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Tuesday, June 9, 2015

The New Fashion Frontier: Africa

Marie Claire South Africa December 2011 photographed by Ross Garrett

Lately there has been a lot of buzz around Africa becoming the next continent after Asia to influence fashion in a major way. And, it just so happens that as I’m writing this post I’ve just locked down plans to take a trip to Luanda, Angola at the end of the year! Excited doesn’t even cover how happy I am to be taking a trip to the African continent. I’m going for a friend from college’s wedding so I am excited to share that memory with her, but I am an avid jet setter so being able to add another stamp to my passport makes it that much more exciting!

Spring 2014 Valentino Ad, inspired by North Africa

The Northern African countries (Morocco, Egypt, Tunisia) have influenced fashion for many years because of their textiles, colors, and architecture the industry has always had an affinity for the region’s tastes. Now more regions are becoming areas of influence because of their manufacturing capabilities, style, and collaborations with the American and European fashion media and brands.


For many years stores such as H & M and Zara have sourced material and manufactured goods in Ethiopia and Morocco. The benefits to being a sourcing hub goes beyond just providing fashion for brands, but can be the catalyst for a country to get out of poverty. Factories provide jobs for people that do not have access to education and advanced career opportunities. Factories can be used to provide clothing for the country itself and allows for diversity in the sourcing market. Asia, China especially, is becoming so oversaturated with the entire retail industry manufacturing goods there it’s necessary for other regions to become skilled in manufacturing clothing to help keep costs down and not have too much dependence on one region to manufacture the majority of the world’s merchandise.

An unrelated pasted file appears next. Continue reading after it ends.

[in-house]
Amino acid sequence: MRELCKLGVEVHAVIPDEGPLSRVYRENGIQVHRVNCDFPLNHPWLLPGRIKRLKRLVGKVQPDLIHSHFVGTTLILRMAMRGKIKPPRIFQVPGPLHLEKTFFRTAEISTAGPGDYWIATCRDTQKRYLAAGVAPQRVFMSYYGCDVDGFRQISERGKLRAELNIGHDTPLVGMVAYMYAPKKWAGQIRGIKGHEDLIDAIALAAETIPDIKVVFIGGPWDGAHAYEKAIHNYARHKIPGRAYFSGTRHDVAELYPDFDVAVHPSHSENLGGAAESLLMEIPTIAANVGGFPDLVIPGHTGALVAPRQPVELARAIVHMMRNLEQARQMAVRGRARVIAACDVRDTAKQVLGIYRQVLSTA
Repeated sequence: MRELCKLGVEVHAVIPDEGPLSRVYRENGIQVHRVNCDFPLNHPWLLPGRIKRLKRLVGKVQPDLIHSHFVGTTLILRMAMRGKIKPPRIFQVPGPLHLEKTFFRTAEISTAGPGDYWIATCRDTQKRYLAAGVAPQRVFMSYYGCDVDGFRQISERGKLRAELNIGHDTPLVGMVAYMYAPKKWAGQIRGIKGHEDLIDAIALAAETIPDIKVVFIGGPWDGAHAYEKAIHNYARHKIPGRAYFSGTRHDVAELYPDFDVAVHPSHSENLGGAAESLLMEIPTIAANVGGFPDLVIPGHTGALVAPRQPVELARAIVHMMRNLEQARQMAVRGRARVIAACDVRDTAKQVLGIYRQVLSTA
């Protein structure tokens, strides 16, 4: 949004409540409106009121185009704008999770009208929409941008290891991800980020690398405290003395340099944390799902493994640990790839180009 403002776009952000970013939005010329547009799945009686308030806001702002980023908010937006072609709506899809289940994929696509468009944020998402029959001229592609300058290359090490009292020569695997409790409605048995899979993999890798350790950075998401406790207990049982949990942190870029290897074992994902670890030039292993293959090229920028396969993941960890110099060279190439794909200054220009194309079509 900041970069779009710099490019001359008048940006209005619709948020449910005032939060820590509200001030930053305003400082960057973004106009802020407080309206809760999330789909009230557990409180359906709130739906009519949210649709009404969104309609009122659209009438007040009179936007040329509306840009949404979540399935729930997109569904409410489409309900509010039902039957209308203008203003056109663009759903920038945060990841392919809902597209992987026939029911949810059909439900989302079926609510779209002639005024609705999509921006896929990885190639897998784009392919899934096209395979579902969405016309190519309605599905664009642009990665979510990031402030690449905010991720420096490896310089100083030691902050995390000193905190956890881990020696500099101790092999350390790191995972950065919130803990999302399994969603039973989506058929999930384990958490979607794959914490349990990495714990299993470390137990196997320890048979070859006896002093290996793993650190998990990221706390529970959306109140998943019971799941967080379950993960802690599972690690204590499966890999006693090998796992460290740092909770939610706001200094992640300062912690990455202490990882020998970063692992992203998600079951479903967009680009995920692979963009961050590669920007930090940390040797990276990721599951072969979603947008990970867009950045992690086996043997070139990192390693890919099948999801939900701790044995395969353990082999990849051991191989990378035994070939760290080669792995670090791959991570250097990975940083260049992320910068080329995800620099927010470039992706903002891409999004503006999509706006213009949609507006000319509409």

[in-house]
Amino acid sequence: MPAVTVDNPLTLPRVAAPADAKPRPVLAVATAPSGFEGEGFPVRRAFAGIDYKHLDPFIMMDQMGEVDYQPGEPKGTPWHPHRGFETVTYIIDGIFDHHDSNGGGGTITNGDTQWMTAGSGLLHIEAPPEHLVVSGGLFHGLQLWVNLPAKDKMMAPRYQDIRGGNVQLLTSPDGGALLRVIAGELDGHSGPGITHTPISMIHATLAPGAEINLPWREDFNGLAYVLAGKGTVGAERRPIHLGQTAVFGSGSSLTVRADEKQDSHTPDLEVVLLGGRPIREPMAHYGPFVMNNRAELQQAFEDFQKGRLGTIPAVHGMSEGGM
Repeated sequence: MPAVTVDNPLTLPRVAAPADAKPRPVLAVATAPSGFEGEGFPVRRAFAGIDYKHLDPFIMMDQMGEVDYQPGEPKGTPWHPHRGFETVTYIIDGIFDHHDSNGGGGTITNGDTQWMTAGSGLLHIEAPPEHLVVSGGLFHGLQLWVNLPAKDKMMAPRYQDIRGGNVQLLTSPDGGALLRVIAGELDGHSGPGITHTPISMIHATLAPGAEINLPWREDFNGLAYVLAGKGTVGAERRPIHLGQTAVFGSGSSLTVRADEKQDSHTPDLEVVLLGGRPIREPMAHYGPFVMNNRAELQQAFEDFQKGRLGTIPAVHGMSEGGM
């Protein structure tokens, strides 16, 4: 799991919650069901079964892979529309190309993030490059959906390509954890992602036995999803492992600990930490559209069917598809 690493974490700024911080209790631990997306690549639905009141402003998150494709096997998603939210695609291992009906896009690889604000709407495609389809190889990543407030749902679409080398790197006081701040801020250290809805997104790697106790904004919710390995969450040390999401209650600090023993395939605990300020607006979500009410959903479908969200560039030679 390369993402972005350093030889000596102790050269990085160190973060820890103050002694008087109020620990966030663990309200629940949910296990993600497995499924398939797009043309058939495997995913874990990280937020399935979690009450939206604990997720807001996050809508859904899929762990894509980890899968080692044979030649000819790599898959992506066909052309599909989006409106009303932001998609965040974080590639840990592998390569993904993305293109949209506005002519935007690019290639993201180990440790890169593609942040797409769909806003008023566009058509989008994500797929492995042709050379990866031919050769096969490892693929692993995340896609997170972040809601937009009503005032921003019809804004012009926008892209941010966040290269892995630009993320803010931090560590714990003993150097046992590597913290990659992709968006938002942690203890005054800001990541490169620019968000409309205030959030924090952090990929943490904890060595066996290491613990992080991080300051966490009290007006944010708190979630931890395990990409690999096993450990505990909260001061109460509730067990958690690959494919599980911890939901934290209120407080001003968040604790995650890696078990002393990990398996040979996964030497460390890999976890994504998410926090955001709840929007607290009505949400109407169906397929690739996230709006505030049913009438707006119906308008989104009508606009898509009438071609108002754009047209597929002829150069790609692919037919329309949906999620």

Elle South Africa, January 2013


Each country in Africa has its own style that’s a mix of the heritage, natural resources, and culture of the region. In Nigeria, which hosts an annual fashion week to showcase the work of Nigerian fashion designers, designs are very structured with peplums, big shoulders, nipped in waists with lots of colors. In Morocco the fashion is loose, colorful, and usually infuses jewelry and embroidery into the looks. In Angola, the fashion is more sensual, feminine, and playful in soft colors in styles that accentuate the curves or show off the legs. Publications such as Arise Magazine and New African Woman focus on the fashion and lifestyle of African women. These magazines shed a light on the culture and beauty of African women in a way that is fun, vibrant, and well put together.

2013 Diesel and Edun Collaboration


In February of this year Cosmopolitan Magazine created a website specifically for its Nigerian audience, An editorial team in Lagos and Nigerian blogger, Yemisi Odusanya, run the site. Still serving the content Cosmo is known for beauty tips, tips from sex experts, and fashion all written to appeal to Nigerian women. Something unique about African brands and collaborations is because there is a great amount of poverty in African countries many of the profits from sales are used to help raise awareness or support people who are in need. For example, last year Vans and its Ghanaian counterpart Della created a capsule collection of shoes. There were six items and the purpose of the collaboration was to use all ethically sourced fabrics and provide work for local manufacturers. Also in a way to show the industry the sourcing capabilities of Africa fashion brands Edun and Diesel collaborated on a capsule collection that was made from Ugandan cotton and manufactured completely in Africa.
Over the past few years it has become increasingly clear that Africa is stepping up to play a major role in the global fashion industry from sourcing fabrics to manufacturing, and hosting fashion events. Fashion is all about moving forward and finding the next great thing and it seems Africa is definitely on the industry’s radar.

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